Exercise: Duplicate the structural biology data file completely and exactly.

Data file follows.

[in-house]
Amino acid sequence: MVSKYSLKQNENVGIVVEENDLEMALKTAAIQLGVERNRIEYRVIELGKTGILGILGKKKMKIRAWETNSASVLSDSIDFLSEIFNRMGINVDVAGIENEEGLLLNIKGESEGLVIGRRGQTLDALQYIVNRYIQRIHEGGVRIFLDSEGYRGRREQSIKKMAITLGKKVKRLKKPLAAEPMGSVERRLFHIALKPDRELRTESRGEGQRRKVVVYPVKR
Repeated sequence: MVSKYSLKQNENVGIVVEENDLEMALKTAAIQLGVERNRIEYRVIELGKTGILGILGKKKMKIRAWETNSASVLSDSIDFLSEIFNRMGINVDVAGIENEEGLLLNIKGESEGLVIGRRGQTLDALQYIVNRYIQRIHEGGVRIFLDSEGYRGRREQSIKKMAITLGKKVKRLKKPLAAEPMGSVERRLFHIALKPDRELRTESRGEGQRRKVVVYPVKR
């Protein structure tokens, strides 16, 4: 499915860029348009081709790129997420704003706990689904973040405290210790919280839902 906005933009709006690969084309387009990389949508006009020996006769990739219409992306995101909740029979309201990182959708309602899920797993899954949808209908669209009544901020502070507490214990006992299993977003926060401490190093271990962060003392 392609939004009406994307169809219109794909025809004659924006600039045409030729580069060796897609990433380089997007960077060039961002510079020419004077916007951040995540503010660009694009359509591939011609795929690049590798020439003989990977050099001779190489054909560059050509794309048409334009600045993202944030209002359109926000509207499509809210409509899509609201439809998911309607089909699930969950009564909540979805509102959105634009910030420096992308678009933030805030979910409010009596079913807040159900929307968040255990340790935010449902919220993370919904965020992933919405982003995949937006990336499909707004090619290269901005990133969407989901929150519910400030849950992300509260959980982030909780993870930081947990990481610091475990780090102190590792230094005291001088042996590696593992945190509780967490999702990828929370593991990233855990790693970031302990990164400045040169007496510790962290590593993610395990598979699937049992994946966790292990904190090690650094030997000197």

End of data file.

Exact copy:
[in-house]
Amino acid sequence: MVSKYSLKQNENVGIVVEENDLEMALKTAAIQLGVERNRIEYRVIELGKTGILGILGKKKMKIRAWETNSASVLSDSIDFLSEIFNRMGINVDVAGIENEEGLLLNIKGESEGLVIGRRGQTLDALQYIVNRYIQRIHEGGVRIFLDSEGYRGRREQSIKKMAITLGKKVKRLKKPLAAEPMGSVERRLFHIALKPDRELRTESRGEGQRRKVVVYPVKR
Repeated sequence: MVSKYSLKQNENVGIVVEENDLEMALKTAAIQLGVERNRIEYRVIELGKTGILGILGKKKMKIRAWETNSASVLSDSIDFLSEIFNRMGINVDVAGIENEEGLLLNIKGESEGLVIGRRGQTLDALQYIVNRYIQRIHEGGVRIFLDSEGYRGRREQSIKKMAITLGKKVKRLKKPLAAEPMGSVERRLFHIALKPDRELRTESRGEGQRRKVVVYPVKR
């Protein structure tokens, strides 16, 4: 499915860029348009081709790129997420704003706990689904973040405290210790919280839902 906005933009709006690969084309387009990389949508006009020996006769990739219409992306995101909740029979309201990182959708309602899920797993899954949808209908669209009544901020502070507490214990006992299993977003926060401490190093271990962060003392 392609939004009406994307169809219109794909025809004659924006600039045409030729580069060796897609990433380089997007960077060039961002510079020419004077916007951040995540503010660009694009359509591939011609795929690049590798020439003989990977050099001779190489054909560059050509794309048409334009600045993202944030209002359109926000509207499509809210409509899509609201439809998911309607089909699930969950009564909540979805509102959105634009910030420096992308678009933030805030979910409010009596079913807040159900929307968040255990340790935010449902919220993370919904965020992933919405982003995949937006990336499909707004090619290269901005990133969407989901929150519910400030849950992300509260959980982030909780993870930081947990990481610091475990780090102190590792230094005291001088042996590696593992945190509780967490999702990828929370593991990233855990790693970031302990990164400045040169007496510790962290590593993610395990598979699937049992994946966790292990904190090690650094030997000197």